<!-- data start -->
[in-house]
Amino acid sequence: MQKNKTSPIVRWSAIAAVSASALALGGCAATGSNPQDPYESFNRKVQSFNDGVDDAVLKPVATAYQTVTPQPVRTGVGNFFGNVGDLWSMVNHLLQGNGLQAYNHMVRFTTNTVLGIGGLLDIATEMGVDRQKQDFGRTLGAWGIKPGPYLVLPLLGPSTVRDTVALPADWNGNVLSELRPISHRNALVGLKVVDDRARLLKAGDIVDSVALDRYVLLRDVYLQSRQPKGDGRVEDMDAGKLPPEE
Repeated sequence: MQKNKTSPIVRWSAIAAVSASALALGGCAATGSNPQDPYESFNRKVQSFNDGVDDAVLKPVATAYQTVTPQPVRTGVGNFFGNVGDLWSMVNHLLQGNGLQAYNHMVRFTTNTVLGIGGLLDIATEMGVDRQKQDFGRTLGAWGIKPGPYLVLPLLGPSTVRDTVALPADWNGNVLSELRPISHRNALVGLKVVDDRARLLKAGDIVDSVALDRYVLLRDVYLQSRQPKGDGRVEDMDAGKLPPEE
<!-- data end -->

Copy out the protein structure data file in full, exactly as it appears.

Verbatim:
[in-house]
Amino acid sequence: MQKNKTSPIVRWSAIAAVSASALALGGCAATGSNPQDPYESFNRKVQSFNDGVDDAVLKPVATAYQTVTPQPVRTGVGNFFGNVGDLWSMVNHLLQGNGLQAYNHMVRFTTNTVLGIGGLLDIATEMGVDRQKQDFGRTLGAWGIKPGPYLVLPLLGPSTVRDTVALPADWNGNVLSELRPISHRNALVGLKVVDDRARLLKAGDIVDSVALDRYVLLRDVYLQSRQPKGDGRVEDMDAGKLPPEE
Repeated sequence: MQKNKTSPIVRWSAIAAVSASALALGGCAATGSNPQDPYESFNRKVQSFNDGVDDAVLKPVATAYQTVTPQPVRTGVGNFFGNVGDLWSMVNHLLQGNGLQAYNHMVRFTTNTVLGIGGLLDIATEMGVDRQKQDFGRTLGAWGIKPGPYLVLPLLGPSTVRDTVALPADWNGNVLSELRPISHRNALVGLKVVDDRARLLKAGDIVDSVALDRYVLLRDVYLQSRQPKGDGRVEDMDAGKLPPEE